Amazon River Boat Showers
Rio Amazonas, Brazil
Getting up close and personal with the Amazon River.
I like to be clean. I'm fairly active during the day, and shower twice daily if I have the opportunity and the proper water temperature. I need to shampoo my hair this often as well, as I've noticed that by the time I'm a good 12 hours into the day, my hair starts to resemble something like an Italian mobster who likes to dip his comb in olive oil.
The water that runs through every pipe on these types of boats comes from… you guessed it, the river. The toilets, sinks, and showers flush or run creamy-brown with the water of the Amazon River (which has a color to it that looks like a cup of coffee with an excessive amount of milk mixed in).
I knew this beforehand, as stories of gringos who decided not to bathe for the 5+ days of boat travel are told from time to time. I can only shake my head at these people, who desperately need to toss their backpacks and catch the next flight home.
Seriously, it's just a river folks. Step outside your comfort zone and feel the reality of the world wash over you (literately).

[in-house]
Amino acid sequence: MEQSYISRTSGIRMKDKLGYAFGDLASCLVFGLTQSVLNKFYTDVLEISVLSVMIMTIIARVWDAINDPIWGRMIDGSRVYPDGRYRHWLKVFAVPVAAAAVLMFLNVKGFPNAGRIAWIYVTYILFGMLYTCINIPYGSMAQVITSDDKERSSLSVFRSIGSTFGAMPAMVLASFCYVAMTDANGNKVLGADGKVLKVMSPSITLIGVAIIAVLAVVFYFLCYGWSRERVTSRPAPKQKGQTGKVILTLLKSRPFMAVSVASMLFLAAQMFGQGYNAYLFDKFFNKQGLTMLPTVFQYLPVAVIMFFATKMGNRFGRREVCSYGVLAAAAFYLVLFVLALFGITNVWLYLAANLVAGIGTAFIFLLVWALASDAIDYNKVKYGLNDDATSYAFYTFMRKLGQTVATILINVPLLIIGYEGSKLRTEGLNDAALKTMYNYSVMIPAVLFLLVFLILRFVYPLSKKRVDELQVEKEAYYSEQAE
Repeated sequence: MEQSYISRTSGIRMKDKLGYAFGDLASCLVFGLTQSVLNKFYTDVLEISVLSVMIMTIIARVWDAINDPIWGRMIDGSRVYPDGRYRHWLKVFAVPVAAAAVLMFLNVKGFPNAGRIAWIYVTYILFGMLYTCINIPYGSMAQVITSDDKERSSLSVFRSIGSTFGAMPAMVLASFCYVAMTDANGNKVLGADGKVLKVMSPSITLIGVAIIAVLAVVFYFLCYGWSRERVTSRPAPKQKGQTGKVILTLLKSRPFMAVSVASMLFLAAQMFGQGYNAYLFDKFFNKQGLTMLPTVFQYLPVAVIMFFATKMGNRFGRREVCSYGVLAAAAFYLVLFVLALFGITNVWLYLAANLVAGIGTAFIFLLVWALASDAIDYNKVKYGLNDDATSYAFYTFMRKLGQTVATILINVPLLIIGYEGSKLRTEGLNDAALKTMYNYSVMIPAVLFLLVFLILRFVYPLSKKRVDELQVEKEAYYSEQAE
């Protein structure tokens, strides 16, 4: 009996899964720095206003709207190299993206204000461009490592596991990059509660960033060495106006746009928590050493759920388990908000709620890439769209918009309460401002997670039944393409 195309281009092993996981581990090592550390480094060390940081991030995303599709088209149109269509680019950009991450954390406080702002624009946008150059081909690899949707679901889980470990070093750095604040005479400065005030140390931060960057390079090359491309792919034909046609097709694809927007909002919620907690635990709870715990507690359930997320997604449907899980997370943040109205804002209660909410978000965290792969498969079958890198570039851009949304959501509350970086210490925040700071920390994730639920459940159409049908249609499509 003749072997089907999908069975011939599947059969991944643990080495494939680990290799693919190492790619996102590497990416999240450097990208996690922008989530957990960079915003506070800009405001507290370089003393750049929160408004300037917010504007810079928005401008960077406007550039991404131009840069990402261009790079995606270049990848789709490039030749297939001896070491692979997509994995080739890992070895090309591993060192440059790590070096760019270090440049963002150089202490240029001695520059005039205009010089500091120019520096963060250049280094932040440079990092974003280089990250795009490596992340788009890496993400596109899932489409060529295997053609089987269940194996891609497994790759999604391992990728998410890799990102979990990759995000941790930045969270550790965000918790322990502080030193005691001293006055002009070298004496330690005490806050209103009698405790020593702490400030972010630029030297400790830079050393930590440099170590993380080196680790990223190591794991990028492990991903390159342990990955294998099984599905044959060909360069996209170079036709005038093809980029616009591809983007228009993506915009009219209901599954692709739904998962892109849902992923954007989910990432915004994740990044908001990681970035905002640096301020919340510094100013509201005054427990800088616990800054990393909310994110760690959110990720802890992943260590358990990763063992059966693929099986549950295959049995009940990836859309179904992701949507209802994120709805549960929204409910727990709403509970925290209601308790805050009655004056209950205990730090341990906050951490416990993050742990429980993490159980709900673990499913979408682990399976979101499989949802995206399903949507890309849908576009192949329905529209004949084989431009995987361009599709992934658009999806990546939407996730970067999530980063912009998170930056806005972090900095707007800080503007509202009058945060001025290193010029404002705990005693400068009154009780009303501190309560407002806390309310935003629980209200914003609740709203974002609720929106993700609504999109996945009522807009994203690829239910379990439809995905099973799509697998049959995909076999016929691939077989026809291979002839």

The showers aboard this boat are basic—simply plastic pipes attached to the low ceiling in the center of the individual bathroom stalls—no showerhead needed. The Amazon River water is warmer than I expected, making it all the more enjoyable to shower with (to me—I hate cold showers).
I've showered once or twice a day with it since I got on board, and don't smell or feel anything unusual on my skin after. I simply avoid bathing when we're near a port town, as the water there is more likely to be polluted with human and mechanical waste—common sense, that I've noticed many Brazilians generally adhere to as well.
Other Hygienic Odds 'n Ends
This boat is great because I'm observing Brazilians doing Brazilian things, unfiltered. It's fascinating how many of them will wash their hands (with soap!) after they eat, but generally not before a meal (using fingers at meal time is common).
I'm also really surprised with the large percentage of the population on this boat that brushes their teeth after each and every meal. But I'm not really sure if it's representative of Brazil as a whole, as this sampling is a bit skewed (meaning that these are all people who can afford a boat ticket). Interestingly, no qualms seem to be had with using the Amazon River water to wet their tooth brushes (I personally opt for the clear water on this one).
Showers for all seem to be daily, and the dining area takes marks as the second place in Brazil I've been told that I need to have a shirt on to be there (the first instance occurring at the book-less "library" in Pipa).
I'm curious to see how similar (or not) the people on my next boat will be.